Forced convection air-cooled electronic systems utilize fans to sustain air flow through the enclosure. These fans are typically axial flow fans, radial impellers, and centrifugal blowers. When computing flow fields in electronic enclosures, axial fans have traditionally been abstracted as lumped fan models which may or may not be able to capture the necessary details. Under certain conditions, such lumped models may also capture some flow characteristics in the case of impellers and centrifugal blowers. These lumped models comprise a significantly simplified fan geometry, i.e. usually a planar (2-D) rectangular or circular surface with/without an inner (hub) concentric no-flow region for an axial fan or a rectangular prism/cylinder with a planar inlet for blowers/impellers, and a “pressure head-flow rate” (P-Q) curve, which may be supplied by the fan vendor or experimentally derived by the thermal designer. Irrespective of the source, the P-Q curve is obtained from laboratory experiments that conform to the test codes published by societies such as ASME and AMCA. Convenience and accuracy of lumped fan models are dependent on the specific application, cooling method and also the acceptable error margin. The acceptable error margin of the thermal design has shrunk significantly in the last decade. This has caused an interest in more accurate and robust fan modeling techniques such as Multiple Reference Frame (MRF) model which has already been commonly and successfully used in many different industries for a while. In this paper, an attempt was made to provide a validation of the MRF fan modeling applied to different types of fans. The computational fluid dynamics (CFD) model of an AMCA standard wind tunnel was used for each of the fans investigated. The P-Q curve obtained from the MRF model is benchmarked against the corresponding experimentally derived P-Q curve. Benefits and limitations of the MRF model are also discussed.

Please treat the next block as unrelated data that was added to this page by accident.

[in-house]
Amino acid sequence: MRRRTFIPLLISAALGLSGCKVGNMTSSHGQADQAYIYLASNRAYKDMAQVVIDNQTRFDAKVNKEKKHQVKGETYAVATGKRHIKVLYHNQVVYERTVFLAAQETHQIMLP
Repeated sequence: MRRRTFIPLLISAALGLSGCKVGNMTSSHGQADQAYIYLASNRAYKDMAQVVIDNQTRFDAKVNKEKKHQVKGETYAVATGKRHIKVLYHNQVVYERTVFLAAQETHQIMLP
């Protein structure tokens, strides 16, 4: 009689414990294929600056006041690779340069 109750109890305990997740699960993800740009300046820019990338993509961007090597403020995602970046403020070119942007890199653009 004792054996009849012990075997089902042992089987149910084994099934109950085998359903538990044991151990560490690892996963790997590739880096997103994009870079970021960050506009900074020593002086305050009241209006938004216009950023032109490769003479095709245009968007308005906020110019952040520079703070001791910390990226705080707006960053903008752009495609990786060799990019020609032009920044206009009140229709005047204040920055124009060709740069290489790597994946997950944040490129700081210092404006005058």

This content is only available via PDF.
You do not currently have access to this content.